|O Donnell, Kerry|
Submitted to: Journal of Clinical Microbiology
Publication Type: Peer Reviewed Journal
Publication Acceptance Date: 12/9/2008
Publication Date: 4/1/2009
Citation: Balajee, S.A., Borman, A.M., Brandt, M.E., Cano, J., Cuenca-Estrella, M., Dannaoui, E., Guarro, J., Haase, G., Kibbler, C.C., Meyer, W., O Donnell, K., Petti, C.A., Rodriguez-Tudela, J.L., Sutton, D., Velegraki, A., Wickes, B.L. 2009. Sequence-Based Identification of Aspergillus, Fusarium, and Mucorales in the Clinical Laboratory: Where Are We and Where Should We Go From Here? Journal of Clinical Microbiology. 47(4):877-884.
Interpretive Summary: Invasive fungal infection caused by Aspergillus, Fusarium and members of the Mucorales account for the vast majority of life-threatening human infections caused by filamentous moulds. In this guest editorial, the advantages and limitations of using DNA sequence data from a gene called the internal spacer region of the nuclear ribosomal RNA (ITS rRNA) is critically evaluated for species and species complex level identifications in the clinical microbiology laboratory. ITS rRNA sequence data typically resolves at the level of species complex within the genera Aspergillus and Fusarium, whereas it resolves most medically important species within the Mucorales. A detailed algorithm is provided to assist clinical microbiologists in identifying human pathogenic Aspergilli, Fusaria and Mucorales to the level of species complex and/or species level. This review should be greatest interest and benefit to clinical microbiologists and infectious disease specialists.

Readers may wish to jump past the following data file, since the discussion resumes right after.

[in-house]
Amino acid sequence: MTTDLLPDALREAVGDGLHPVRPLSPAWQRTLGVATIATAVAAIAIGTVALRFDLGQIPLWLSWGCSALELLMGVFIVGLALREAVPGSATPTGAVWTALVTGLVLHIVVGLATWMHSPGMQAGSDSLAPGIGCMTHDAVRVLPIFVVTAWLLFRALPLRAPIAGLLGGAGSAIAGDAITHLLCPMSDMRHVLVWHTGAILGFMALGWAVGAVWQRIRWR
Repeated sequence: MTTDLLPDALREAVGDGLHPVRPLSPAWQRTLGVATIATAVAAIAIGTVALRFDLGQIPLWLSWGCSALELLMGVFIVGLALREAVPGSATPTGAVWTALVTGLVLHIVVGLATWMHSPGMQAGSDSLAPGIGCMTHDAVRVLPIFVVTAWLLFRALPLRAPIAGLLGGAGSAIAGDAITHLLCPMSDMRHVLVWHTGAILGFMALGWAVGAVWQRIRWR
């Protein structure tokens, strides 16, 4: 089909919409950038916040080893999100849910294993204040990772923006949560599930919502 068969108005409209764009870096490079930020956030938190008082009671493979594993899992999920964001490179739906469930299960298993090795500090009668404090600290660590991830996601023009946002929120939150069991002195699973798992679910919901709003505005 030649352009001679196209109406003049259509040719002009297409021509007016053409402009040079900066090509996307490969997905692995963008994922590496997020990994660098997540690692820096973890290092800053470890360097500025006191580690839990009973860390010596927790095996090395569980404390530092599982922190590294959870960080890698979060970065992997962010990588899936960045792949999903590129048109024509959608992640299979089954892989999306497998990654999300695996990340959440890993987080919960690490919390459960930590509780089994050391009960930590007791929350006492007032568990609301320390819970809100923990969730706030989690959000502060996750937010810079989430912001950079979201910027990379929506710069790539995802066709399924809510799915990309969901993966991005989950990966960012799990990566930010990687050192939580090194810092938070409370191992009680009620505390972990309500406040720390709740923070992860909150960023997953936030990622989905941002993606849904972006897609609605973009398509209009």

Technical Abstract: Accurate identification of fungal species helps establish or exclude a fungal cause of disease. In the past, clinical microbiology labs were restricted to a limited array of phenotypic criteria for categorizing isolates to the species level. This scenario is shifting in favour of DNA sequence-based identification strategies. Molecular methods are rapid, yield results that are objective with data portable between labs, are more economical in the long run, and as such are ideally suited for clinical microbiology laboratories. The U.S. Centers for Disease Control and Prevention (CDC) assembled a consortium of international scientists as a working group to begin addressing these issues with the desire to support clinical laboratories in their efforts to identify fungal species using molecular methods. The following document provides an overview of molecular methods available for Aspergillus, Fusarium and the Mucorales, the advantages and limitations of these approaches, and the recommendations of this working group.